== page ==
Would an itemized receipt from the federal government make paying income taxes less painful, maybe even fun?
A bipartisan group of lawmakers and public policy experts thinks so, and it has begun a campaign to make the Internal Revenue Service provide every U.S. taxpayer with exactly that.
A receipt, they say, would show where each cent of your annual tax payment goes, making abstract government programs more concrete and personal opinions on tax cuts, or hikes, better grounded in facts.
"Presumably, Americans will never like paying their taxes," David Kendall and Ethan Porter write in an article laying out the proposal in the journal Democracy published this month. "But with the right policy proposals -- and with their implementation -- they might not despise doing so."
The document, envisioned as no more than one page, would allow taxpayers to see and make sense of proportional differences in federal funding for programs such as NASA, environmental protection, foreign aid and veterans affairs, they say.
It would be mailed to taxpayers who file with paper forms and emailed to those who file electronically, according to the proposal.
The receipt would identify the total tax paid and itemize how much proportionally went to the top 32 federal budget expenditures. More comprehensive data could be found online.
"With a well-designed receipt, myths and misconceptions about taxing and spending that refuse to die would be met with a mortal blow," Kendall and Porter wrote.
One of the most common myths, according to polls, is that U.S. taxpayers spend more on foreign aid than they do on Social Security or Medicare.
A household with $50,000 of income that paid $6,883 in 2010 federal income taxes, for example, would learn that the largest portion of its money went to defense programs ($1,375), social security ($1,334) and Medicare ($845).
Only $43 went to foreign aid.
"During this tough economy, American taxpayers deserve to know exactly how the government is spending their hard-earned dollars," Massachusetts Republican Sen. Scott Brown, who is sponsoring legislation to create a tax-receipt system, said in a statement.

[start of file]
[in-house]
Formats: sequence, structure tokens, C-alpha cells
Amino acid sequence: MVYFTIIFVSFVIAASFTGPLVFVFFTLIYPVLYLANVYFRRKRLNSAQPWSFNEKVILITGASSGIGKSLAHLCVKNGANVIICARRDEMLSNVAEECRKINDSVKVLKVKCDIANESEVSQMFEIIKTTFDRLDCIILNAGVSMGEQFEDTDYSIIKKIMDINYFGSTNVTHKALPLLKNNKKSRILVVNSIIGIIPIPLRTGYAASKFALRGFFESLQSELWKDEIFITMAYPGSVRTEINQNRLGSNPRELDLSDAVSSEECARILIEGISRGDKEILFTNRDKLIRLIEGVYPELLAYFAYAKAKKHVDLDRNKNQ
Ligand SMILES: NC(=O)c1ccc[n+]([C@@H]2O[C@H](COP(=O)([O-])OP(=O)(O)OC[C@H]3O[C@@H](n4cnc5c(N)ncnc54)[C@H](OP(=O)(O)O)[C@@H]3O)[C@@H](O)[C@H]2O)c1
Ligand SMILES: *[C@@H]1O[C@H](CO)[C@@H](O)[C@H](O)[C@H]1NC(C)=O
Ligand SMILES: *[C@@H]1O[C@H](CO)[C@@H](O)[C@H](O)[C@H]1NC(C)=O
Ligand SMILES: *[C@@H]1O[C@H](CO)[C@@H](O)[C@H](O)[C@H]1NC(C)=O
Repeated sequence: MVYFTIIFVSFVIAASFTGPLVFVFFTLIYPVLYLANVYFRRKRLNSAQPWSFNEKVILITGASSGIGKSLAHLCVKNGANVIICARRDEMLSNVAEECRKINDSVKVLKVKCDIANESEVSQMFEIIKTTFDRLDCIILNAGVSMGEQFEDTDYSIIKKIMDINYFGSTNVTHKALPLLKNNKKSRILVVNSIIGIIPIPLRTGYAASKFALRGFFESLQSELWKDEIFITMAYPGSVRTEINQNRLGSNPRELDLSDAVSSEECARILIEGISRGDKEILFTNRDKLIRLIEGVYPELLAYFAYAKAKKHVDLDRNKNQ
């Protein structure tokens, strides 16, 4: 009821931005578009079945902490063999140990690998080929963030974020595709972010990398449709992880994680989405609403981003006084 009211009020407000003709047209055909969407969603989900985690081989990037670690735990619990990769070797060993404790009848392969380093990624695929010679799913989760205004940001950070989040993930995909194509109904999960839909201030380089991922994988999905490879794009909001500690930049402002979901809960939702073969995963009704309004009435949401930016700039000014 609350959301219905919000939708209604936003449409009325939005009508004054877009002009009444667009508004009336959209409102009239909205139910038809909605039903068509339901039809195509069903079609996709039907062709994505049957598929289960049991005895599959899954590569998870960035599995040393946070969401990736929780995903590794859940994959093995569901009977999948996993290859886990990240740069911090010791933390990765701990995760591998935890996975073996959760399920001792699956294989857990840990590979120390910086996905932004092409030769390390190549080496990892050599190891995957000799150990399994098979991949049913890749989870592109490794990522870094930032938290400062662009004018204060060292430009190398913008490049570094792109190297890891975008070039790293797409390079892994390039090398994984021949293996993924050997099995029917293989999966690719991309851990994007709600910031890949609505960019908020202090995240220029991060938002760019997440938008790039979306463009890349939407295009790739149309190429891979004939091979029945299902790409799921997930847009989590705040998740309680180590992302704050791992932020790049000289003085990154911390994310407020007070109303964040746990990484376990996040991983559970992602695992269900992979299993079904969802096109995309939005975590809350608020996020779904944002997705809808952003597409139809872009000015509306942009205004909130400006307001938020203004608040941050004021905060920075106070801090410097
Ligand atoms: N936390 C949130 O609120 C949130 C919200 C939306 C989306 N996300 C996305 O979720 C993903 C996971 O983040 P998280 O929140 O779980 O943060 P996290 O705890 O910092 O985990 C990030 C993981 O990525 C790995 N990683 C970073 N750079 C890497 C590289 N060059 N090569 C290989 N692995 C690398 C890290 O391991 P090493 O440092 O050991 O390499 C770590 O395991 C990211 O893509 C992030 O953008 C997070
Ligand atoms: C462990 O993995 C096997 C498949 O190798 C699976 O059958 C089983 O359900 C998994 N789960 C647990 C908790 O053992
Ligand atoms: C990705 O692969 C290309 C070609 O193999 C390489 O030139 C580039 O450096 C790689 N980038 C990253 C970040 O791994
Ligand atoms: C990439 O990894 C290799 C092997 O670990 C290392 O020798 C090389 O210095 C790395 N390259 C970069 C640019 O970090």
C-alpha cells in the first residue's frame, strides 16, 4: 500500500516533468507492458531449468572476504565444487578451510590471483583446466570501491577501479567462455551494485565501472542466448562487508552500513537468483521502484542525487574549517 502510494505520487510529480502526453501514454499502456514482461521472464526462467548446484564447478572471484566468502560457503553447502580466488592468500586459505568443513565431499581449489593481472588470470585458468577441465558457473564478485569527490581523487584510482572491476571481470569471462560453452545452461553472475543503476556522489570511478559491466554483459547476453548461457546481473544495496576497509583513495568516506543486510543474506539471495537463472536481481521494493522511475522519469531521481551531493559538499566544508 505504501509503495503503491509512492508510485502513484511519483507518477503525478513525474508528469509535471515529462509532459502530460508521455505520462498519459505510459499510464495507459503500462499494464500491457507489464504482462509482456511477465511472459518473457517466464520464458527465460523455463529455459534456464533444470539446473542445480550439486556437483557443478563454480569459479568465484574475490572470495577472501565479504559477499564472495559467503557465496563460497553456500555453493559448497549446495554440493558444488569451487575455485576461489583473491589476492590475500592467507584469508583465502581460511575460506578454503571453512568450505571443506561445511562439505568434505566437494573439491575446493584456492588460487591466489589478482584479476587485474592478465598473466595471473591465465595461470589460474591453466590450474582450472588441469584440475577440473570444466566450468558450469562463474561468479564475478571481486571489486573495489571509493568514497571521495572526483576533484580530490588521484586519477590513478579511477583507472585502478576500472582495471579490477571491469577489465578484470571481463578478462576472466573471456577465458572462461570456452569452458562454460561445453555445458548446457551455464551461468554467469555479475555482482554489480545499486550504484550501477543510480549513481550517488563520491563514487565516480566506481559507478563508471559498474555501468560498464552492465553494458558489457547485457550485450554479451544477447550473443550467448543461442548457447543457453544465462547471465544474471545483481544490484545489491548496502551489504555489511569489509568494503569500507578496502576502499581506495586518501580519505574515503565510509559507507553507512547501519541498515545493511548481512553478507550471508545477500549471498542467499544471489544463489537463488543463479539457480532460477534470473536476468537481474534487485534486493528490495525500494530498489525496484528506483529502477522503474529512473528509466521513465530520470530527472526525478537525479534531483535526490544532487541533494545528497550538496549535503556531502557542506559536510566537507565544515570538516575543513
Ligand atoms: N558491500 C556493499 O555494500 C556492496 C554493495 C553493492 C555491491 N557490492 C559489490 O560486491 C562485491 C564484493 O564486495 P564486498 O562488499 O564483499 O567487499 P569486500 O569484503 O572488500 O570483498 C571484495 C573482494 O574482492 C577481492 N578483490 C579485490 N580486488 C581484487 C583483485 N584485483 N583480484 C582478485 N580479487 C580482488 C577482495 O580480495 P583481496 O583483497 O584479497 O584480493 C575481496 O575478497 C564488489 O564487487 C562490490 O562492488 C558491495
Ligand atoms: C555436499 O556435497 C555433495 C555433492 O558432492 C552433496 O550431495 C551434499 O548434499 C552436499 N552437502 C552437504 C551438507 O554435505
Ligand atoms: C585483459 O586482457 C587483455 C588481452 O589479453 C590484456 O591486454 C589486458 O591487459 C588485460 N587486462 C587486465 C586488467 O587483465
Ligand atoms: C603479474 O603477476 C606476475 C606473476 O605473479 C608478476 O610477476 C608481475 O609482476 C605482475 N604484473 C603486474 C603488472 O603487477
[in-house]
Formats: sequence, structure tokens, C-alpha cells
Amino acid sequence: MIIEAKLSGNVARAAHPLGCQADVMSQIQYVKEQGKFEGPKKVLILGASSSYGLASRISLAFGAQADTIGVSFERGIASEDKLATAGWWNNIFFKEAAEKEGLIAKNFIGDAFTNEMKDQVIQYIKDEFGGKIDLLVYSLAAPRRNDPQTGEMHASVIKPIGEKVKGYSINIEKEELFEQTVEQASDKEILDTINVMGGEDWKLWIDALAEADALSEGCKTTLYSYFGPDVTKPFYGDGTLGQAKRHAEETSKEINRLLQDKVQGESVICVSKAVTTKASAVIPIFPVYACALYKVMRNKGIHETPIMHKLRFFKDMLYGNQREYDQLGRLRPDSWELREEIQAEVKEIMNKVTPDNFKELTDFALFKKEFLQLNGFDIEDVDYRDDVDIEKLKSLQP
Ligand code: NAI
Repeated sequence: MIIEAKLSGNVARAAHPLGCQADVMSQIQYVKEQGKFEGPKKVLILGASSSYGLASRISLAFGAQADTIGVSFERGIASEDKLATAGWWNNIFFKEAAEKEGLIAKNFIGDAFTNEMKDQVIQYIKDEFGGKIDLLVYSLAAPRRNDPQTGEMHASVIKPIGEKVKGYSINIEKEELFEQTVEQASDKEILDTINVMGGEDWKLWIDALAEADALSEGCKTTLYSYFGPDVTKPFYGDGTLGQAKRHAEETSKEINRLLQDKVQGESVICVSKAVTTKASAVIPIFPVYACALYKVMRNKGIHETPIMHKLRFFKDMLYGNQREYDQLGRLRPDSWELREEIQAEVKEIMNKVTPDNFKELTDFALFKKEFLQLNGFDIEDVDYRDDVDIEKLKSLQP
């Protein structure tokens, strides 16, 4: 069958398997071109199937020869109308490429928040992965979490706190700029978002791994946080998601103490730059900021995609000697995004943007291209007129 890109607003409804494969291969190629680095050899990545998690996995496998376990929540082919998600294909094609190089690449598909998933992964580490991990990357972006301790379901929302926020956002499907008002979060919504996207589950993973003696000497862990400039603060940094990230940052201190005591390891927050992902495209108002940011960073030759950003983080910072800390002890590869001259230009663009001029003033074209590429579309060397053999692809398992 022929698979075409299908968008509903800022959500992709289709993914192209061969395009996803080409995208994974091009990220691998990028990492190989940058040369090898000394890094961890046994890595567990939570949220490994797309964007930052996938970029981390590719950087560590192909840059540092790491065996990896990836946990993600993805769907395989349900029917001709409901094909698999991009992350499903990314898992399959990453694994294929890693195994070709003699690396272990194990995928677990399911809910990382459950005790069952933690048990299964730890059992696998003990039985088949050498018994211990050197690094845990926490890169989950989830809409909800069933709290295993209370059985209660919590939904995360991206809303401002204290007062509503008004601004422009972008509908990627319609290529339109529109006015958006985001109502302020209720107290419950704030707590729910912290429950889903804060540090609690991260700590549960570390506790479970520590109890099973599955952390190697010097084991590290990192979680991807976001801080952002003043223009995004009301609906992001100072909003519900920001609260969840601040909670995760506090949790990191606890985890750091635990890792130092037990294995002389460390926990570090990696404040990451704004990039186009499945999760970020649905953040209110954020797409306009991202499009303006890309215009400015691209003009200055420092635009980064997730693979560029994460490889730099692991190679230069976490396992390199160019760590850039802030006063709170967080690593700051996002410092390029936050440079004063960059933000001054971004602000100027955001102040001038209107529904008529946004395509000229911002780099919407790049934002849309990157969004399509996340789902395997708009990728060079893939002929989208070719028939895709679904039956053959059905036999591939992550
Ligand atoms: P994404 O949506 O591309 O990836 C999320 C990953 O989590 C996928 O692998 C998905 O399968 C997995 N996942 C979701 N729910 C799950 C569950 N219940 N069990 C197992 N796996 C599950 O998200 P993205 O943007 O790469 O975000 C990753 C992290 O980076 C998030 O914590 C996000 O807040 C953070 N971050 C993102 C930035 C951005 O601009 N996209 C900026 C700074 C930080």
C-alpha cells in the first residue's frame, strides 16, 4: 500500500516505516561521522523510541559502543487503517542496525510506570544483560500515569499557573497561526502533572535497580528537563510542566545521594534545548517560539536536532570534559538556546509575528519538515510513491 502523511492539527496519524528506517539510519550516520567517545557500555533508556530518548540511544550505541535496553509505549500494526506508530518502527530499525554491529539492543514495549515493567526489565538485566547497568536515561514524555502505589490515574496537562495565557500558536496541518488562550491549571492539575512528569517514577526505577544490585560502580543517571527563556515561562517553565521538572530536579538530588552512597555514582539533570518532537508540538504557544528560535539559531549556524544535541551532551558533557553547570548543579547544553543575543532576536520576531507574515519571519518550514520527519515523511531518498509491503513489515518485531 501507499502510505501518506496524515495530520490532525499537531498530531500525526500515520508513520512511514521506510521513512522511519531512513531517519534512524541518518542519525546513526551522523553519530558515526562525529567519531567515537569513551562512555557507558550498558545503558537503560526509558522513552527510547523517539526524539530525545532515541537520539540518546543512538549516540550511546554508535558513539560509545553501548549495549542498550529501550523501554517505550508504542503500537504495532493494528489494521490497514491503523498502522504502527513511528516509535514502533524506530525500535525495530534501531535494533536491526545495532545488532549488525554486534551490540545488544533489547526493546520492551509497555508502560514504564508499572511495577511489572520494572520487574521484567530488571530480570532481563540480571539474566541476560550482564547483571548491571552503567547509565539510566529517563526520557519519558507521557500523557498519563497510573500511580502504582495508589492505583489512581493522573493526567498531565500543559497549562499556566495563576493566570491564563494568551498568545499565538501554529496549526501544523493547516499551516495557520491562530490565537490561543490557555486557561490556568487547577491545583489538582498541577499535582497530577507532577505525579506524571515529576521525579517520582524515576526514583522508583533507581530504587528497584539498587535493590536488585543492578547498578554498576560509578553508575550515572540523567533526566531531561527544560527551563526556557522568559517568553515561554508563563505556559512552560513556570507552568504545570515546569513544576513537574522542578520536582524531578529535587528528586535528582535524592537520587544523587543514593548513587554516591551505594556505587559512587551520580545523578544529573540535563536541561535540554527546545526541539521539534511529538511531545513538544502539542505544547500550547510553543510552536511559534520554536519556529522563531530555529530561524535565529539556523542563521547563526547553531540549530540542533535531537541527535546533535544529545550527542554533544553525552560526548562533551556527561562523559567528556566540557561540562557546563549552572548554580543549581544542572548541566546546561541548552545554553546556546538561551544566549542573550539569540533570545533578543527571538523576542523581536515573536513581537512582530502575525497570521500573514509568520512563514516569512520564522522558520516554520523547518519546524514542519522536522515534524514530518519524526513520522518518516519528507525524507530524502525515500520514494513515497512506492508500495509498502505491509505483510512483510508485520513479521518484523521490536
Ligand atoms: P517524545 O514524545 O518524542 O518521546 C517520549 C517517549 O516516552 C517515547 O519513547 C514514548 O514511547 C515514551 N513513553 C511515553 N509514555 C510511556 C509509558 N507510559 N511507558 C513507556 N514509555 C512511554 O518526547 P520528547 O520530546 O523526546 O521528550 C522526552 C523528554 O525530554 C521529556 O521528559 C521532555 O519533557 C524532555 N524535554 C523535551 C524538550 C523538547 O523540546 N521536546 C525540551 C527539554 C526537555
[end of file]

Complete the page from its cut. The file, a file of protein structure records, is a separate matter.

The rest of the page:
"That kind of transparency is the first step towards addressing our exploding debt and deficit."
Federal debt per American is $45,000. Interest payment on the debt is the sixth-largest, federal-budget expenditure.
"Taxpayers have a right to know where their money goes, how much Uncle Sam is borrowing on their behalf and what they get in return for it," Democratic Florida Sen. Bill Nelson, who also supports the tax-receipt legislation. said.
Costs to Create Tax Receipt
Supporters of the tax receipt acknowledge that the idea could spark controversy on how it would be itemized and costs to produce it. But, they say, it would allow people on both sides of the national tax debate to make their points, with better facts.
Republicans could use the receipts to highlight areas of too much spending, while Democrats could use them to show beneficial government programs and areas needing more investment, they say.
Kendall and Porter estimate the cost of implementing the receipts would be at least $15 million in postage fees to mail the documents to the two-thirds of U.S. taxpayers who file paper returns.
But there would also be costs of building and developing a website and staffing the operation.
"Yet, no matter your ideology, it would be hard not to cheer the increases in public knowledge and accountability that a receipt would leave in its wake," they say.
Do you know where your tax dollars go? Take our Taxpayer IQ Quiz.